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Ukraine's ambassador hopes Canada's support stays strong amid carbon tax trade bill acrimony

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Amid the Conservative party's unanimous rejection of a bill seeking to update the Canada-Ukraine Free Trade Agreement over carbon tax wording concerns, Ukraine's Ambassador to Canada Yuliya Kovaliv says that while she understands there are "differences" in political opinion in this country about climate policies, she hopes support for Ukraine remains steadfast.

"Each country decides, there are many options, and many countries have different policies on how to deal with climate change… What's important for Ukraine, is this free trade agreement," she said in an interview on CTV News Channel's Power Play with Vassy Kapelos.

The issue sparked controversy earlier this week, when Conservative MPs united in voting against advancing the legislation, known as Bill C-57, the modernized Canada-Ukraine Free Trade Agreement (CUFTA). The bill still passed on to the next stage of legislative review, with Liberal, Bloc, NDP, and Green votes, but not without Liberals expressing dismay over Conservative Leader Pierre Poilievre's decision.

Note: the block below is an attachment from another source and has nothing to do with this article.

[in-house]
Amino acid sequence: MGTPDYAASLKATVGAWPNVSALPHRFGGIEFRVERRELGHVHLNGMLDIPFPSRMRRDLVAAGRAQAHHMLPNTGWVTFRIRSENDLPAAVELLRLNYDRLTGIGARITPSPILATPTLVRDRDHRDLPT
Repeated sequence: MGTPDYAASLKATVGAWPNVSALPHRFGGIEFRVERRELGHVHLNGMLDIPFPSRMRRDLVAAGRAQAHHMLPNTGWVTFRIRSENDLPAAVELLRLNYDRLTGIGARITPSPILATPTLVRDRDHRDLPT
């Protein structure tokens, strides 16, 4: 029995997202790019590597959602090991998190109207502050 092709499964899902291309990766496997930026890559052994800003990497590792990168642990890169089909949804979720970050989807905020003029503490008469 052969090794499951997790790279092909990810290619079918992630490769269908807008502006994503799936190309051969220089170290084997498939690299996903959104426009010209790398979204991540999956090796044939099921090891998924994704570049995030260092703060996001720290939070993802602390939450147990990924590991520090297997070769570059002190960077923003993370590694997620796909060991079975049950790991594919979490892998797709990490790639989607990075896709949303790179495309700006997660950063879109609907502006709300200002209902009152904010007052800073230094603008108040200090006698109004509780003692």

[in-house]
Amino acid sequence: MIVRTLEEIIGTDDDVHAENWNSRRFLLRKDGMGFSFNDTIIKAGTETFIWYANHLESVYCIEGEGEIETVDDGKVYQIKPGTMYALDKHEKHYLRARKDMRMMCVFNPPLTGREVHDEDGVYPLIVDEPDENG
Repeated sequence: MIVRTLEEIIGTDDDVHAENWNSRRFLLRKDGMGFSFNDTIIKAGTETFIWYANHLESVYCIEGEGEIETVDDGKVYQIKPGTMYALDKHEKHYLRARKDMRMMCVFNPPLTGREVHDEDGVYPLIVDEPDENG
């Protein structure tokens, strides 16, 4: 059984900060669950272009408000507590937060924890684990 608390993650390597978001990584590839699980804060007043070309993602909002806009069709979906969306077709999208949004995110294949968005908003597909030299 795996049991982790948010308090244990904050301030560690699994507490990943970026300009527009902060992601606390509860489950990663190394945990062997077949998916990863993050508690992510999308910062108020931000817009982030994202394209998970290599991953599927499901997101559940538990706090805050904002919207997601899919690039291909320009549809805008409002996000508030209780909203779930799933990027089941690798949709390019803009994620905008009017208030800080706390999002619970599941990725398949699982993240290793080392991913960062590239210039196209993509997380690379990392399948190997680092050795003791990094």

Reporters asked Poilievre for the second day in a row to explain why his caucus voted the way it did. He doubled down, in stating his position that it was about the carbon pricing wording within the bill seeking to implement an updated version of the two-country agreement, and not the trade deal itself.

"We didn't vote against a free trade agreement, we brought in the free trade agreement. We voted against Justin Trudeau forcing a carbon tax into that pre-existing agreement," Poilievre said.

Poilievre said it was "cruel" for Prime Minister Justin Trudeau to expect Ukrainians, in their post-war rebuild, to pay a carbon tax.

While the text of the trade deal does include a commitment that both countries would both, bilaterally and internationally "promote carbon pricing and measures to mitigate carbon leakage risks," the legislation does not include provisions to force a pollution pricing plan.

Kovaliv said Ukraine is looking forward to working on further policies to address its carbon footprint, in line with European Union membership requirements.

On Thursday, Liberal MPs continued to decry the Conservatives' decision to oppose the revised deal.

Government House Leader Karina Gould accused Poilievre of importing "American style right-wing politics" to Canada with this vote, pointing to politicians in the U.S. that have taken "a hard turn against Ukraine," voicing calls to stop helping fund the country's war efforts against Russia.

Asked if she was worried about what is transpiring in the U.S. in regard to support for Ukraine, happening in Canada, Kovaliv said "we do hope that it will not happen." 

Watch the full interview on CTV News Channel's Power Play at the top of this article. 

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